US State Department Report codifies administration’s ME policy

Nothing wrong with US policy reflecting the majority in Israel

By Grace Wermenbal, JPOST

The annual human rights report released by the US State Department on Friday reflects a new, Trumpian Middle East policy. In a distinct shift from previous years, the State Department refrained from referring to the West Bank, Golan Heights, and Gaza Strip as “occupied territories,” as these areas are designated under UN Resolution 242 of 1967. The decision to favor the neutral terminology “Golan Heights, West Bank and Gaza” demonstrates the adoption of US Ambassador David Friedman’s policy views. Tacitly, the new terminology also indicates the administration’s close alignment with the Israeli Right, which has pushed forward legislation to annex West Bank settlements in recent months.

The State Department’s annual report is considered an authoritative source on human rights conditions in almost 200 countries across the world, and offers insight into the administration’s foreign policy priorities.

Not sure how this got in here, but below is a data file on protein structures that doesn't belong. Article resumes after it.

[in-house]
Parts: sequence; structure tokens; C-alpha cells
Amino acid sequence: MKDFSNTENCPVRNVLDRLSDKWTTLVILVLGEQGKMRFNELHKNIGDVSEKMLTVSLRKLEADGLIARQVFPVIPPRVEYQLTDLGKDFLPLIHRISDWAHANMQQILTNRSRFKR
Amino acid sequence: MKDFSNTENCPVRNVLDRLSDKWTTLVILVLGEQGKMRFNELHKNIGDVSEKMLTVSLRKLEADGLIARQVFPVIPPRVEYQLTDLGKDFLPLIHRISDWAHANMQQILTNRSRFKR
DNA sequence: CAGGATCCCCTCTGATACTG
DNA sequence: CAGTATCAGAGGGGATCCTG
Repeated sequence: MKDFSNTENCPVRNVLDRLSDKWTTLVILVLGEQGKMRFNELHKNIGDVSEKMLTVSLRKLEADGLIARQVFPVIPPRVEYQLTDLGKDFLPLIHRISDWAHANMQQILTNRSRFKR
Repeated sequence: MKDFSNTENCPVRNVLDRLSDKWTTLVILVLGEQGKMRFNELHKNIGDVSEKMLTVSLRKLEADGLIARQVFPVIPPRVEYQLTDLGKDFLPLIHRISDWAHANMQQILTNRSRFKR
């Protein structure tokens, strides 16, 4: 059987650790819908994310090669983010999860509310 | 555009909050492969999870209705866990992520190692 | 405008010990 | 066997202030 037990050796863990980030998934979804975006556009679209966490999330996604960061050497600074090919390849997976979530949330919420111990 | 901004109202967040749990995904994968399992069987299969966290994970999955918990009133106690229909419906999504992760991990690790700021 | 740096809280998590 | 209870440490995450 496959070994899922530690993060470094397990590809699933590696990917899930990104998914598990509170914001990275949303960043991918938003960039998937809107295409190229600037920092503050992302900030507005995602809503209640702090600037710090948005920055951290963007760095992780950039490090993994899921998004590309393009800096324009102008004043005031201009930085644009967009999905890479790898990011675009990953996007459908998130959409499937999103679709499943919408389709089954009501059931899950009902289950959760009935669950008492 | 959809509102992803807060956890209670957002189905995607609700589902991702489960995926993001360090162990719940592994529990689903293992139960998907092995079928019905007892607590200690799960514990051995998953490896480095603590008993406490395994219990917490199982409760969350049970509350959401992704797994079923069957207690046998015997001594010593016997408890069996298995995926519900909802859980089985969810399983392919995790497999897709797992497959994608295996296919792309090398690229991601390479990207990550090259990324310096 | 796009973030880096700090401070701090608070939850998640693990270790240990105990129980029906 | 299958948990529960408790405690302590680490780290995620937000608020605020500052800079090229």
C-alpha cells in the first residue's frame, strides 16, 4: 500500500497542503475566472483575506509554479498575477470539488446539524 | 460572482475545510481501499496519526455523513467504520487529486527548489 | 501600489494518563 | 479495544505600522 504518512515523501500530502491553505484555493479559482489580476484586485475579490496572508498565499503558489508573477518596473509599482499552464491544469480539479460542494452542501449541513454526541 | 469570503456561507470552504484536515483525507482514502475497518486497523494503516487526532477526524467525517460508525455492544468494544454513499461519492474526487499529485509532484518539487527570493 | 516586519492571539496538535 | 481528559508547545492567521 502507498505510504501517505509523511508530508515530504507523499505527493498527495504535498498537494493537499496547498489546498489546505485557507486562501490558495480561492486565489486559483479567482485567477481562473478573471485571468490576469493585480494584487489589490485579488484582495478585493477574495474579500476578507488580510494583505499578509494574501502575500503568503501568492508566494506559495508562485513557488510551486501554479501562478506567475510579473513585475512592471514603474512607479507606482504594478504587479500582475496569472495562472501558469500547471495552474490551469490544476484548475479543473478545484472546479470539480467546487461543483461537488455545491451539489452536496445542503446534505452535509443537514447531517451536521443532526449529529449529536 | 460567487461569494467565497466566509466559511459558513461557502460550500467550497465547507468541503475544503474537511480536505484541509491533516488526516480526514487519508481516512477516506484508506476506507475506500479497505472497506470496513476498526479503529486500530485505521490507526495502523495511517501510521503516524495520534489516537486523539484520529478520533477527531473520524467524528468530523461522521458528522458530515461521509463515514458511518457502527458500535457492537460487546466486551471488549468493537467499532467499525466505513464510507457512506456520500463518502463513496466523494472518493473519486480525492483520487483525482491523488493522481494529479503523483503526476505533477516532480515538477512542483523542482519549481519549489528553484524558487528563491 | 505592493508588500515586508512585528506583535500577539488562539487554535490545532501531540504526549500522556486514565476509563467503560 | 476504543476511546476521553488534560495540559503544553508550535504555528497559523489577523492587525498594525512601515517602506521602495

From 1979 onwards, the annual US government report on human rights used the term “occupied” to refer to the West Bank, Golan Heights and Gaza Strip; this term also appeared in the first report released for the Trump administration, by then secretary of state Rex Tillerson.

According to State Department officials, the title applied this year – “Israel, Golan Heights, West Bank and Gaza” – serves as a reminder of what has become standard practice in the administration. Indeed, an examination of the actions and policy views by Ambassador Friedman, a member of Trump’s designated peace team, reveals conscious attempts to neutralize Israel’s ongoing occupation, and even endorse it.

In an interview with The Jerusalem Post in September 2017, the US ambassador to Israel invoked the Left’s opposition to what he termed the “alleged occupation.” In the same month, Friedman told Israel’s Walla News that Israel is “only occupying 2% of the West Bank.” Area C, which Israel controls in its entirety, accounts for approximately 61% of the West Bank. In December, Friedman asked the State Department to stop referring to the occupied territories as “occupied.” While the State Department reportedly rejected Friedman’s initial proposal, the publication of this report suggests that the issue was revisited.

To those familiar with his background, Ambassador Friedman’s public statements came as no surprise. Friedman, considered the architect of the US embassy move, is viewed as the most pro-Israel envoy in US diplomatic history. He holds vastly different views on Israel’s settlement policy than his predecessor, Daniel Shapiro. In May 2016, a year before he was appointed ambassador, Friedman even suggested that US Jews who opposed the Israeli occupation of the West Bank were worse than kapos, Nazi-era prisoners who served as concentration camp guards.